By Sam Richards
CONTRA COSTA TIMES
An accidental release of high levels of fluoride into Pleasanton’s city water system early Monday appears to have had few, if any, adverse effects, say city officials.
Contractors had shut down the water system to replace a valve at the city’s pumping station at Santa Rita Road and Black Avenue and created a “negative pressure” resulting in the release of enough fluoride to put 75 to 80 times the standard amount in drinking water, said Scott Baker, an assistant public works director.
The release occurred about 4 a.m. at the pumping station next to Alisal Elementary School on Santa Rita.
City water employees went door to door in the Jensen Tract subdivision south and east of the school, warning residents not to drink tap water before running faucets for 10 to 15 minutes.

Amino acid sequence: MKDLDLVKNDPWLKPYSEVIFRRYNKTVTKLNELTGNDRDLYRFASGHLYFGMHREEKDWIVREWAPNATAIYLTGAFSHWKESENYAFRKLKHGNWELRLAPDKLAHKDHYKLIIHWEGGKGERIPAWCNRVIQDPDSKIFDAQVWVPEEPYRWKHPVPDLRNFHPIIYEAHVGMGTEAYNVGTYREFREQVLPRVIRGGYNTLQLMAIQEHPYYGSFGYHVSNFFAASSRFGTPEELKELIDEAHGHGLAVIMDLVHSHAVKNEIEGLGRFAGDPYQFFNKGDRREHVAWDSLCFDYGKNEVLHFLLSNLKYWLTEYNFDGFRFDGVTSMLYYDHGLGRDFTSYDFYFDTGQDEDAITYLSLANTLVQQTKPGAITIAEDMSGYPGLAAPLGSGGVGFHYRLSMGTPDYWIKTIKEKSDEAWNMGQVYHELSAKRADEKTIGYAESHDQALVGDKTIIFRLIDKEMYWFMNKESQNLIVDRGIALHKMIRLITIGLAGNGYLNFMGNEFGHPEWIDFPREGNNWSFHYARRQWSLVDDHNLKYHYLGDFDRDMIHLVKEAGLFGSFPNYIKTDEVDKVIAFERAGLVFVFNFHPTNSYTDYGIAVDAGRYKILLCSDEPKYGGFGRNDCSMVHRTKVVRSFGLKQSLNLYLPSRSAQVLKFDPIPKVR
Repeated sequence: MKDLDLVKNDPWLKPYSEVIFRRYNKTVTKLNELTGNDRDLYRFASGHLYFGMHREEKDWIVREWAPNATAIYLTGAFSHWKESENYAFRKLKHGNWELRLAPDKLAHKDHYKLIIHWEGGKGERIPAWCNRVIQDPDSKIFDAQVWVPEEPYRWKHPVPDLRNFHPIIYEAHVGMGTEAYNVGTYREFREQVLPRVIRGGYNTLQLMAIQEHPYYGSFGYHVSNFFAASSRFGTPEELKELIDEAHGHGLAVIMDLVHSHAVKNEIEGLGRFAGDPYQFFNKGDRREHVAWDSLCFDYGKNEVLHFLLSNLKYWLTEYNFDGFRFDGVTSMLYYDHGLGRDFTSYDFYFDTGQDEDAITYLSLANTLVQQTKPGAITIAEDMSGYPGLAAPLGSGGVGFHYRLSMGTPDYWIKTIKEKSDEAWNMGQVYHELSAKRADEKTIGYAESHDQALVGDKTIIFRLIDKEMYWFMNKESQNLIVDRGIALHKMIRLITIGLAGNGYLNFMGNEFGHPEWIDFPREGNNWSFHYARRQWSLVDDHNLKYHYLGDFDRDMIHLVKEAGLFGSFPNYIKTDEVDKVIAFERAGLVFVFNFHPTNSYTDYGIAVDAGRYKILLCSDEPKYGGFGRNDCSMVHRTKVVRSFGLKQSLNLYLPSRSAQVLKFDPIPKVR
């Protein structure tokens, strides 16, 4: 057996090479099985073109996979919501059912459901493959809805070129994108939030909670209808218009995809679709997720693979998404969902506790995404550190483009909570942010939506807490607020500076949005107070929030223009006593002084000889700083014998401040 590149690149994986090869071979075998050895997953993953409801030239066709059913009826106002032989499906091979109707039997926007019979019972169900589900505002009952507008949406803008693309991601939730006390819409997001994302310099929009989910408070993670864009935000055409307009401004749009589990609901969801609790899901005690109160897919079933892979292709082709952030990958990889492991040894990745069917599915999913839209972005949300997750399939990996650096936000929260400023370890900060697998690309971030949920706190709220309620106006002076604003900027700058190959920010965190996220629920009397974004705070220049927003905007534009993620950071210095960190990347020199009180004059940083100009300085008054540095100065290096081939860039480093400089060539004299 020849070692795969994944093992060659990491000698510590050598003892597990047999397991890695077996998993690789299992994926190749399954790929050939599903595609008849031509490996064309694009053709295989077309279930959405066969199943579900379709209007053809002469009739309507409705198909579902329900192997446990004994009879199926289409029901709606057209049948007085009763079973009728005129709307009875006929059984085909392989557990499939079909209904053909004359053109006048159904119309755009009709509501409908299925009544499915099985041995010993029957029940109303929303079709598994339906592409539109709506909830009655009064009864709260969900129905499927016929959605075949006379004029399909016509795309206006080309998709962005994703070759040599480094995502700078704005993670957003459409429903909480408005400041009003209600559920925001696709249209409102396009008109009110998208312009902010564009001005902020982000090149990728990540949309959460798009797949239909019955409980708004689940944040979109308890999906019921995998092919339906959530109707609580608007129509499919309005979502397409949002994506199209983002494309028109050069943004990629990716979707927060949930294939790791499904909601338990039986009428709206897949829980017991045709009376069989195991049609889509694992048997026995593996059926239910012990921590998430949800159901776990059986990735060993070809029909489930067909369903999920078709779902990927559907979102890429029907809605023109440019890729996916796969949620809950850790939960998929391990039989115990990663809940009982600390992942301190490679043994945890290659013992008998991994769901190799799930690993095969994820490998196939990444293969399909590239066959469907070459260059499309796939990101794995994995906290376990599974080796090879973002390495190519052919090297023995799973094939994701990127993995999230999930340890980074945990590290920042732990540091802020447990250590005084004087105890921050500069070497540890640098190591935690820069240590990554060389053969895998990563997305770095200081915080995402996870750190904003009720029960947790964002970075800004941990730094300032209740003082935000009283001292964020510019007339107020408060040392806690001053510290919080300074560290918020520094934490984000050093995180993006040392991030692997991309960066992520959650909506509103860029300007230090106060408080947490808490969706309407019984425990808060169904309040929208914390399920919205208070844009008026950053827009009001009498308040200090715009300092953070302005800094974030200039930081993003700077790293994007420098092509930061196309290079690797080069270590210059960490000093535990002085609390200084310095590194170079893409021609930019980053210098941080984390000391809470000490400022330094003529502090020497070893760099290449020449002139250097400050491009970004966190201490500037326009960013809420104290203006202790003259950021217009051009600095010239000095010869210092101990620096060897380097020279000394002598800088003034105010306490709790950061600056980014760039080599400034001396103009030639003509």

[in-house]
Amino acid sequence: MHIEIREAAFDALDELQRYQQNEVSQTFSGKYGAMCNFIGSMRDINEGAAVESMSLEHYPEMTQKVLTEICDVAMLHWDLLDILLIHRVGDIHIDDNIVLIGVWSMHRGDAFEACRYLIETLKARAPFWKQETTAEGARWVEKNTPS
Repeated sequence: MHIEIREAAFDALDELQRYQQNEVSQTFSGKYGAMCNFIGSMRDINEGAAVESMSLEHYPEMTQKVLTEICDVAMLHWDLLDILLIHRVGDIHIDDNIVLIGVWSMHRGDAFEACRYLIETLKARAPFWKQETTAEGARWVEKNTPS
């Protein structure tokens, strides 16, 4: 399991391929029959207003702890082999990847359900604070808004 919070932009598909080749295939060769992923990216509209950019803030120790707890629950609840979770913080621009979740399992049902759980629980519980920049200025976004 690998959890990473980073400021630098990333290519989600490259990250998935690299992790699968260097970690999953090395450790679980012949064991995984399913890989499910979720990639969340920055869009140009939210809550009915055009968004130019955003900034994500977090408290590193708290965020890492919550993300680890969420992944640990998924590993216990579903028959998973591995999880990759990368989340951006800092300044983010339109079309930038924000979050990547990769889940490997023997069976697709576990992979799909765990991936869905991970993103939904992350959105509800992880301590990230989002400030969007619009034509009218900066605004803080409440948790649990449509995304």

By midday Monday, Baker said they had not heard of any instances of people getting sick from drinking water.
Though fluoride is added to city water to help prevent tooth decay, especially in youngsters, fluoride in high doses can cause nausea and diarrhea, Baker said, with symptoms likely to surface within a few minutes. Using tap water for any other purpose, even brushing teeth, probably wouldn’t cause problems, he said.
“You’d have to drink a fair amount for it to cause any health problems,” Baker said.
Students at Alisal were told Monday to refrain from drinking from fountains there until late morning, said school district spokeswoman Jerri Long.
Baker said tests showed that, by noon, the tap water near the pumping station was again safe to drink.